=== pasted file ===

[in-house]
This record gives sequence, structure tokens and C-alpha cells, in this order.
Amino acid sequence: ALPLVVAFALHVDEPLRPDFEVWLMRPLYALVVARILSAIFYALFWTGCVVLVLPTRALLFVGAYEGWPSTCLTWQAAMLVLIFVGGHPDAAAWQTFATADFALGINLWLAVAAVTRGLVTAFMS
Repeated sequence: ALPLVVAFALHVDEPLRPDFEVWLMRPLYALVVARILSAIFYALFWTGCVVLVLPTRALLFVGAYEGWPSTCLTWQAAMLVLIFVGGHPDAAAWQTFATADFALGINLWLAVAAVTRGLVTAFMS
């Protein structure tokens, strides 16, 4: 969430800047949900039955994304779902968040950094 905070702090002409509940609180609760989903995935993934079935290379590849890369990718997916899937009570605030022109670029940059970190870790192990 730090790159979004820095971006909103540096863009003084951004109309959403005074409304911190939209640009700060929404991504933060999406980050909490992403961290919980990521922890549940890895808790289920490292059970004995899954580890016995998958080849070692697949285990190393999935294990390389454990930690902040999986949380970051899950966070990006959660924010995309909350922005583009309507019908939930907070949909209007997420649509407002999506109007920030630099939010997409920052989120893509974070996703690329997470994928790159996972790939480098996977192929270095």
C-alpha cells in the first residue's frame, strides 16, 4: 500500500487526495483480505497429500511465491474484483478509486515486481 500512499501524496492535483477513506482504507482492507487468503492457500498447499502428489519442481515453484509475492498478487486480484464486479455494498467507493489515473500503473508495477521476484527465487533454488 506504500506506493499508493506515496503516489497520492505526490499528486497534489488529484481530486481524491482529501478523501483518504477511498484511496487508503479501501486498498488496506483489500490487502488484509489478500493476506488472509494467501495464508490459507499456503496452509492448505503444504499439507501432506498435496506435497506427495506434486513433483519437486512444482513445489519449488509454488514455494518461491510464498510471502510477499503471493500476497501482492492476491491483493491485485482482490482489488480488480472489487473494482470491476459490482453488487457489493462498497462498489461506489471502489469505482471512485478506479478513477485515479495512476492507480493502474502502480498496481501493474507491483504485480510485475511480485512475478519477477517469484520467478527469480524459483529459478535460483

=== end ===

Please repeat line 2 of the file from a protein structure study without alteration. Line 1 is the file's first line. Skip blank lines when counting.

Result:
This record gives sequence, structure tokens and C-alpha cells, in this order.